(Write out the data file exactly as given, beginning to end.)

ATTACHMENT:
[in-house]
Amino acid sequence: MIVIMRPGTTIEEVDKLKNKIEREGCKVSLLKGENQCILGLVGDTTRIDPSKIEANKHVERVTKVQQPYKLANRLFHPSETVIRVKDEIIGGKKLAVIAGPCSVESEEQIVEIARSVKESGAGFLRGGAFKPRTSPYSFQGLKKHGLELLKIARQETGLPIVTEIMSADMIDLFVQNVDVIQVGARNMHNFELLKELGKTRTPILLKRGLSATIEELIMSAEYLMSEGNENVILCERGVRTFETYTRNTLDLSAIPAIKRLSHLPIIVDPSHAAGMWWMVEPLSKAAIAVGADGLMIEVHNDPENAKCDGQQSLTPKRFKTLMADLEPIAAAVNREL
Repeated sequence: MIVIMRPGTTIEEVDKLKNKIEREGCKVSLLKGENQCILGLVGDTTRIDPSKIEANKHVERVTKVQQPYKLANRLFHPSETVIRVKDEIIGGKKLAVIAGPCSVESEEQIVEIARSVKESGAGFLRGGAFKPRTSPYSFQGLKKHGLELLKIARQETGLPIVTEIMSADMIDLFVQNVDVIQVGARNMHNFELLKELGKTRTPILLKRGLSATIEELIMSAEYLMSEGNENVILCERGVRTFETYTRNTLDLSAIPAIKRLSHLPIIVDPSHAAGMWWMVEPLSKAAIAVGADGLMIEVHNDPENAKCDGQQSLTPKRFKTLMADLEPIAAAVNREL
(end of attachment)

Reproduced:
[in-house]
Amino acid sequence: MIVIMRPGTTIEEVDKLKNKIEREGCKVSLLKGENQCILGLVGDTTRIDPSKIEANKHVERVTKVQQPYKLANRLFHPSETVIRVKDEIIGGKKLAVIAGPCSVESEEQIVEIARSVKESGAGFLRGGAFKPRTSPYSFQGLKKHGLELLKIARQETGLPIVTEIMSADMIDLFVQNVDVIQVGARNMHNFELLKELGKTRTPILLKRGLSATIEELIMSAEYLMSEGNENVILCERGVRTFETYTRNTLDLSAIPAIKRLSHLPIIVDPSHAAGMWWMVEPLSKAAIAVGADGLMIEVHNDPENAKCDGQQSLTPKRFKTLMADLEPIAAAVNREL
Repeated sequence: MIVIMRPGTTIEEVDKLKNKIEREGCKVSLLKGENQCILGLVGDTTRIDPSKIEANKHVERVTKVQQPYKLANRLFHPSETVIRVKDEIIGGKKLAVIAGPCSVESEEQIVEIARSVKESGAGFLRGGAFKPRTSPYSFQGLKKHGLELLKIARQETGLPIVTEIMSADMIDLFVQNVDVIQVGARNMHNFELLKELGKTRTPILLKRGLSATIEELIMSAEYLMSEGNENVILCERGVRTFETYTRNTLDLSAIPAIKRLSHLPIIVDPSHAAGMWWMVEPLSKAAIAVGADGLMIEVHNDPENAKCDGQQSLTPKRFKTLMADLEPIAAAVNREL